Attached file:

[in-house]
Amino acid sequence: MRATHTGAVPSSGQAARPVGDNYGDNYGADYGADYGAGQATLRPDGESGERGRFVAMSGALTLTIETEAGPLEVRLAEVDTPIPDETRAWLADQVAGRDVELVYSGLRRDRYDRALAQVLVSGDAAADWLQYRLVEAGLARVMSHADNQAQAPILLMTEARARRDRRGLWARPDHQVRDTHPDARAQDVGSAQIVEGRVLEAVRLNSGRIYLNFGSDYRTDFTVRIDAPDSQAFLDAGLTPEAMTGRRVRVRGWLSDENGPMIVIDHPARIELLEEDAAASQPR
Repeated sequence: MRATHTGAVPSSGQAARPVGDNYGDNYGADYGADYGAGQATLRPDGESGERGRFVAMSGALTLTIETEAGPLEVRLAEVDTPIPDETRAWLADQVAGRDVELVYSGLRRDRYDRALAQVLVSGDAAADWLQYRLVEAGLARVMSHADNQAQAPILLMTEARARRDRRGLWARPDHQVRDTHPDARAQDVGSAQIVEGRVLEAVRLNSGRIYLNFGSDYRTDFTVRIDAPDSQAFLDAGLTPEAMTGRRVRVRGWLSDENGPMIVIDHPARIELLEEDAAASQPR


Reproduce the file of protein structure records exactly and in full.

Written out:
[in-house]
Amino acid sequence: MRATHTGAVPSSGQAARPVGDNYGDNYGADYGADYGAGQATLRPDGESGERGRFVAMSGALTLTIETEAGPLEVRLAEVDTPIPDETRAWLADQVAGRDVELVYSGLRRDRYDRALAQVLVSGDAAADWLQYRLVEAGLARVMSHADNQAQAPILLMTEARARRDRRGLWARPDHQVRDTHPDARAQDVGSAQIVEGRVLEAVRLNSGRIYLNFGSDYRTDFTVRIDAPDSQAFLDAGLTPEAMTGRRVRVRGWLSDENGPMIVIDHPARIELLEEDAAASQPR
Repeated sequence: MRATHTGAVPSSGQAARPVGDNYGDNYGADYGADYGAGQATLRPDGESGERGRFVAMSGALTLTIETEAGPLEVRLAEVDTPIPDETRAWLADQVAGRDVELVYSGLRRDRYDRALAQVLVSGDAAADWLQYRLVEAGLARVMSHADNQAQAPILLMTEARARRDRRGLWARPDHQVRDTHPDARAQDVGSAQIVEGRVLEAVRLNSGRIYLNFGSDYRTDFTVRIDAPDSQAFLDAGLTPEAMTGRRVRVRGWLSDENGPMIVIDHPARIELLEEDAAASQPR